Two of the primary tenets of archaeological research are context and association. One of the great problems with fringe "literature" (a term used very lightly) is the repeated pattern of presenting a given glyph/artifact/construct in a manner that disassociates it from its contextual background and then attempting to associate the given example with yet another disassociated "example". This is a critical flaw in such publications and one that all should be cognizant of. One should also be cautious when applying personal interpretations to an artifact without comprehensive supportive data.

As to your last sentence: One can reasonably interpret said glyph as a watercraft. The Great Lakes region presents quite a number of related glyphs. These glyphs vary considerably in their individual form. Given the temporal/geographical/cultural context and the distinct lack of demonstrable association of these glyphs with anything other than Amerindian cultures and technologies, it would would not be presumptuous to interpret said glyph, as is the case with related glyphs, as a canoe.

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#52    MedicTJ

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Posted 03 February 2013 - 12:10 AM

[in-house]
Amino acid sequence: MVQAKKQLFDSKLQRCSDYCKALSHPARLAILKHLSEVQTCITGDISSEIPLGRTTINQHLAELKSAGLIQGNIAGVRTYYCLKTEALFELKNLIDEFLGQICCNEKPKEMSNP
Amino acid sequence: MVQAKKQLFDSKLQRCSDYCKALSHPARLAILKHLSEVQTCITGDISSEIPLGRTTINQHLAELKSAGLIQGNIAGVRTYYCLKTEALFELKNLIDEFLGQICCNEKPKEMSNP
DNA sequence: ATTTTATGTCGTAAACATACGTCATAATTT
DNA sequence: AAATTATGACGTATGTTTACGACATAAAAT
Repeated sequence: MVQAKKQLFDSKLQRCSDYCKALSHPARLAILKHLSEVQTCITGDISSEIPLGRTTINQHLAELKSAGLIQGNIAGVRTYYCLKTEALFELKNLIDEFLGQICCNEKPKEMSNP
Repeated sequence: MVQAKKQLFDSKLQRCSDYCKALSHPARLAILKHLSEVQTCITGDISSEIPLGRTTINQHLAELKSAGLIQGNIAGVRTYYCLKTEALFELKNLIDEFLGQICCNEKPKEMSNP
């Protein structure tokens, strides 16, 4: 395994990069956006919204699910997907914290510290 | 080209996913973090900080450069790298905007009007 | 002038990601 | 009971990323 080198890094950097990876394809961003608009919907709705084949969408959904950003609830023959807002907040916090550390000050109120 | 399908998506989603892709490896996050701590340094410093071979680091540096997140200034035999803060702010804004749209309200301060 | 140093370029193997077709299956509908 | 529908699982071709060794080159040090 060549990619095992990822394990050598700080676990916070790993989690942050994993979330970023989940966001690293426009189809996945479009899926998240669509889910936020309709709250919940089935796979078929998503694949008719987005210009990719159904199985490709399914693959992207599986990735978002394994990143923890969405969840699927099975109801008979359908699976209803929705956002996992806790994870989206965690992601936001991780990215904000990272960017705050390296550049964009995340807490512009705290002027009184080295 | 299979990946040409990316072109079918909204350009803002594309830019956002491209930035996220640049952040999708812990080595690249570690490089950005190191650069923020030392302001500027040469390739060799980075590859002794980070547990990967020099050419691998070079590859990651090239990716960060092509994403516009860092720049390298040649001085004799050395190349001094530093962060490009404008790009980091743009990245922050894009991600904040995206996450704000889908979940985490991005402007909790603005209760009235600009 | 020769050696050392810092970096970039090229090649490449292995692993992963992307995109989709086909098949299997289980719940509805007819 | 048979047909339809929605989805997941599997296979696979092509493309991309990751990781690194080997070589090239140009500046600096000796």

I saw this episode and wasn't real impressed.

Now if you want to take a look into something very interesting, there was a bowl unearthed in South America that had Sumeric writing and etching inside of it.

Dr. Phil says that marriage is hard work.

I say....if marriage is hard work, you're doing it wrong.  Love is not work.  Love is eternal.

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#53    Swede

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Posted 03 February 2013 - 12:17 AM

View Postlightly, on 02 February 2013 - 09:31 PM, said:

Really enjoyed  learning of and seeing the Peterborough Glyphs .   Most informative as always Swede,   ..thanks.

I like this shaman > Attachment Petroshaman.jpg

That circle ,or dot,  within a circle shows up all over the world...   i used to doodle it in school , sometimes with  rays  \I/
the human imagination is interesting.

Hi Lightly,

Pleased that you found some of the supplied information to be of interest. Never hesitate to remind me in regards to including graphics. Will attempt to provide such based upon legal/technical limitations.